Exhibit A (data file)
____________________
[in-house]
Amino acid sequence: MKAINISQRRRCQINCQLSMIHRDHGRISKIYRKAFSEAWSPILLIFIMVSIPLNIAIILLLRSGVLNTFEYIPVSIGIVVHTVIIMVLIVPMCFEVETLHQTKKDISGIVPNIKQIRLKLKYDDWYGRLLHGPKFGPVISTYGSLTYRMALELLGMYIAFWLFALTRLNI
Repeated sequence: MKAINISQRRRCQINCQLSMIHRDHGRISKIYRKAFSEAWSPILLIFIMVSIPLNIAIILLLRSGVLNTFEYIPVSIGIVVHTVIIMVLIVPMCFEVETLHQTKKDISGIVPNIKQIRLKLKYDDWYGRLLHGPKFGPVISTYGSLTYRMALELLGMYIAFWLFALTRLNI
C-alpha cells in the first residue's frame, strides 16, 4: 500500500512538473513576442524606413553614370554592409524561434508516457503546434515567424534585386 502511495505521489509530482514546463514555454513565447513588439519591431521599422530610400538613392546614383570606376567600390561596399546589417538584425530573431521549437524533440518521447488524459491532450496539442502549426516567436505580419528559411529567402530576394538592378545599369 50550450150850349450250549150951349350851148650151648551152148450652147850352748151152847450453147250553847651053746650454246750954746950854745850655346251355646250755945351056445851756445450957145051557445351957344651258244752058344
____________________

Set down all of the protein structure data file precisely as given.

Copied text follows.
[in-house]
Amino acid sequence: MKAINISQRRRCQINCQLSMIHRDHGRISKIYRKAFSEAWSPILLIFIMVSIPLNIAIILLLRSGVLNTFEYIPVSIGIVVHTVIIMVLIVPMCFEVETLHQTKKDISGIVPNIKQIRLKLKYDDWYGRLLHGPKFGPVISTYGSLTYRMALELLGMYIAFWLFALTRLNI
Repeated sequence: MKAINISQRRRCQINCQLSMIHRDHGRISKIYRKAFSEAWSPILLIFIMVSIPLNIAIILLLRSGVLNTFEYIPVSIGIVVHTVIIMVLIVPMCFEVETLHQTKKDISGIVPNIKQIRLKLKYDDWYGRLLHGPKFGPVISTYGSLTYRMALELLGMYIAFWLFALTRLNI
C-alpha cells in the first residue's frame, strides 16, 4: 500500500512538473513576442524606413553614370554592409524561434508516457503546434515567424534585386 502511495505521489509530482514546463514555454513565447513588439519591431521599422530610400538613392546614383570606376567600390561596399546589417538584425530573431521549437524533440518521447488524459491532450496539442502549426516567436505580419528559411529567402530576394538592378545599369 50550450150850349450250549150951349350851148650151648551152148450652147850352748151152847450453147250553847651053746650454246750954746950854745850655346251355646250755945351056445851756445450957145051557445351957344651258244752058344